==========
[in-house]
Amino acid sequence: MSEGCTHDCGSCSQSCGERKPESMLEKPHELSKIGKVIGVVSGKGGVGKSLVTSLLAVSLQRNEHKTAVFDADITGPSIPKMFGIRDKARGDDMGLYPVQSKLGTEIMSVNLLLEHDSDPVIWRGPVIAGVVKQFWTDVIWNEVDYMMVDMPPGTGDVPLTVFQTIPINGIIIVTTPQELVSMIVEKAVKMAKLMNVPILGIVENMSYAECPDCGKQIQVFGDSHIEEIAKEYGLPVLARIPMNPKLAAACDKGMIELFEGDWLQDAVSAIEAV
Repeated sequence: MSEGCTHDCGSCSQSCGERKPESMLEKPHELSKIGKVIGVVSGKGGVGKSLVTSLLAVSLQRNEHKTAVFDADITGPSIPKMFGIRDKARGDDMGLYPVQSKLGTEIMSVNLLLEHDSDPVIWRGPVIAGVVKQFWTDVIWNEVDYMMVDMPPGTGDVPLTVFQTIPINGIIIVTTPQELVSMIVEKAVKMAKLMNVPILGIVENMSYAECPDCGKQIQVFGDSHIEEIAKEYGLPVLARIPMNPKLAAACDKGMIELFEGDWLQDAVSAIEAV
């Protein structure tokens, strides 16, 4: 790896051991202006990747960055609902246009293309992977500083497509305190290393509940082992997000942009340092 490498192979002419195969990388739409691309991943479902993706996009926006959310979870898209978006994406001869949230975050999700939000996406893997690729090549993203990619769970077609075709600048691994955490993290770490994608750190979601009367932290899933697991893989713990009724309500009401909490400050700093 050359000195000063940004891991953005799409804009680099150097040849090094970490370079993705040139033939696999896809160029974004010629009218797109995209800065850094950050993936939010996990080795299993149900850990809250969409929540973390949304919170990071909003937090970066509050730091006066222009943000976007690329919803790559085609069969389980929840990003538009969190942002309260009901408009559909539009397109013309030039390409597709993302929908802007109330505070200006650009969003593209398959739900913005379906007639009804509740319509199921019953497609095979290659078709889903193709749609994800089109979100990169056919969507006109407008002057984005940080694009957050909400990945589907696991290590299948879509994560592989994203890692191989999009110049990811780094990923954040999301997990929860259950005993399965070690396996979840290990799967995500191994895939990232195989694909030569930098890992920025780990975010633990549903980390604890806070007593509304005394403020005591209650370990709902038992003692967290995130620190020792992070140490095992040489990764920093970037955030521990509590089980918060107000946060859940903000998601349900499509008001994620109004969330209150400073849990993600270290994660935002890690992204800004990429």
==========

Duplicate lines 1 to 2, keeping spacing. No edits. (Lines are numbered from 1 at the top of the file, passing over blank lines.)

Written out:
[in-house]
Amino acid sequence: MSEGCTHDCGSCSQSCGERKPESMLEKPHELSKIGKVIGVVSGKGGVGKSLVTSLLAVSLQRNEHKTAVFDADITGPSIPKMFGIRDKARGDDMGLYPVQSKLGTEIMSVNLLLEHDSDPVIWRGPVIAGVVKQFWTDVIWNEVDYMMVDMPPGTGDVPLTVFQTIPINGIIIVTTPQELVSMIVEKAVKMAKLMNVPILGIVENMSYAECPDCGKQIQVFGDSHIEEIAKEYGLPVLARIPMNPKLAAACDKGMIELFEGDWLQDAVSAIEAV